Waistcoat worn by Claude Lamoral II (1685–1766), Prince of Ligne and the Holy Empire

  • Circa 1750
  • Front: Brocaded liseré gros de Tours, blue silk, polychrome silk thread, gilded silver thread. Woven design for a waistcoat. Back and lining: blue silk taffeta, white silk taffeta, wooden buttons covered with thread and gilded silver foil.
  • Gal 2004.7.1
  • Purchased by the City of Paris
  • Palais Galliera, musée de la Mode de la Ville de Paris

This sleeved waistcoat belonged to Claude Lamoral II (1685–1766), Prince of Ligne and the Holy Roman Empire. He was the father of Charles-Joseph Lamoral (1735–1814), 7th Prince of Ligne, a friend of Marie Antoinette and a famous memoirist. Owners of a château at Beloeil, in what is now Belgium, the family was received in all the courts of Europe. 

The history of this waistcoat's textile ornamentation is at once well known and mysterious. The design resembles one by Anna Maria Garthwaite, an Englishwoman who worked as a designer for the silkweavers in Spitalfields, in London. Three other waistcoats with the same kind of woven embellishment are known: one at the Metropolitan Museum of Art's Costume Institute in New York; another at the Palazzo Mocenigo in Venice; and the third also at the Palais Galliera. This example and the one in Venice are very similar in their background decoration and a floral design thicker and more exuberant than the English version. Astonishingly similar, these four waistcoats make up a remarkable group of aristocratic garments, but the Galliera model stands out for its illustrious provenance.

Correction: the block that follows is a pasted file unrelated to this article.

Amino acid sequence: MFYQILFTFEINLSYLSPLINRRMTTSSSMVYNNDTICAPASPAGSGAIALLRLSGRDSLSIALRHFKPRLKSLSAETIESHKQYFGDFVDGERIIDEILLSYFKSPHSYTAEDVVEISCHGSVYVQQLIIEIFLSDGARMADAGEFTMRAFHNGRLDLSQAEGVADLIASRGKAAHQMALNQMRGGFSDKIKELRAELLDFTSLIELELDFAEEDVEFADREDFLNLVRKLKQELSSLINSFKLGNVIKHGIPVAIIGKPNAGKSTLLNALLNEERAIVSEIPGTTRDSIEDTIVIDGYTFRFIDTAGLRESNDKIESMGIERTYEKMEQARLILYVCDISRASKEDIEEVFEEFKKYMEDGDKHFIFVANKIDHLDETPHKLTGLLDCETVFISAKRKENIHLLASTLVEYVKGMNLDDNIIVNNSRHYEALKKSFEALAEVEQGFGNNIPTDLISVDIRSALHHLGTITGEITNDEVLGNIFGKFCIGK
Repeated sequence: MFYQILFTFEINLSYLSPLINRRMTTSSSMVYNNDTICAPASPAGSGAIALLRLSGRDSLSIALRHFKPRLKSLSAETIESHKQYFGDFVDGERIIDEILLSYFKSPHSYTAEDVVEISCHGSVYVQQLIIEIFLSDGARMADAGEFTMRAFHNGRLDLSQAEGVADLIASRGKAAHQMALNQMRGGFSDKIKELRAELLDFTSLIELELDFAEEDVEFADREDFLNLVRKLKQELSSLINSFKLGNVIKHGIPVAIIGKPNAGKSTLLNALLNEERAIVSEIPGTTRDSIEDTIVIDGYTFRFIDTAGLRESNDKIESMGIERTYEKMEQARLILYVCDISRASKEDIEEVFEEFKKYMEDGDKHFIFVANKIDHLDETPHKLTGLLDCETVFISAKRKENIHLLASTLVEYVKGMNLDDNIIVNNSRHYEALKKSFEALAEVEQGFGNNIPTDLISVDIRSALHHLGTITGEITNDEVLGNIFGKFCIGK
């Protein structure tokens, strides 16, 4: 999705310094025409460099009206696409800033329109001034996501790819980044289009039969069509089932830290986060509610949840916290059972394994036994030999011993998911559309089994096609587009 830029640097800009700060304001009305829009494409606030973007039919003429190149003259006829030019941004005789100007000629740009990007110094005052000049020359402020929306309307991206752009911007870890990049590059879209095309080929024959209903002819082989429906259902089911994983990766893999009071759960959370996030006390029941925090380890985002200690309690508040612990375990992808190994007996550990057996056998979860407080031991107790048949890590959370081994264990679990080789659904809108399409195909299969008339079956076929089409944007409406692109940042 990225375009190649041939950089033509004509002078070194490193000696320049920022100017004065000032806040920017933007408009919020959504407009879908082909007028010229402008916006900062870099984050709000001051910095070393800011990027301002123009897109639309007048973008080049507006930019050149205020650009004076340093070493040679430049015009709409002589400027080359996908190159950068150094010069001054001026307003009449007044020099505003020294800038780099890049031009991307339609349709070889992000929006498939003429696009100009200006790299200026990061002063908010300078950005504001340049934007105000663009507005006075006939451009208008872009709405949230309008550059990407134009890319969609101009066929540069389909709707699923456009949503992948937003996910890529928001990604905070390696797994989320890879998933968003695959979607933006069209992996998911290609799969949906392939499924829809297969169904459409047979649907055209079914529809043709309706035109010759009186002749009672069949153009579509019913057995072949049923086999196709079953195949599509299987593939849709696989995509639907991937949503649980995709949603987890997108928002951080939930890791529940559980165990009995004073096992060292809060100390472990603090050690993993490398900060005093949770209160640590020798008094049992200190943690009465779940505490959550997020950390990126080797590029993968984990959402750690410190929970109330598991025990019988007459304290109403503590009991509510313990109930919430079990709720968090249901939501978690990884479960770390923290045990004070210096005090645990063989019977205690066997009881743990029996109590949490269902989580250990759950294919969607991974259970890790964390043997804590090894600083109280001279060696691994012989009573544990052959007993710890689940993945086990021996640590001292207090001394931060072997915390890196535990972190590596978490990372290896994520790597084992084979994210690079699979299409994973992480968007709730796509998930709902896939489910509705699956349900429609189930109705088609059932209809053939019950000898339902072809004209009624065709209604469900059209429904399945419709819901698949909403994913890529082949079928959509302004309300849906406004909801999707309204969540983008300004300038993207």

Notice's author : Pascale Gorguet-Ballesteros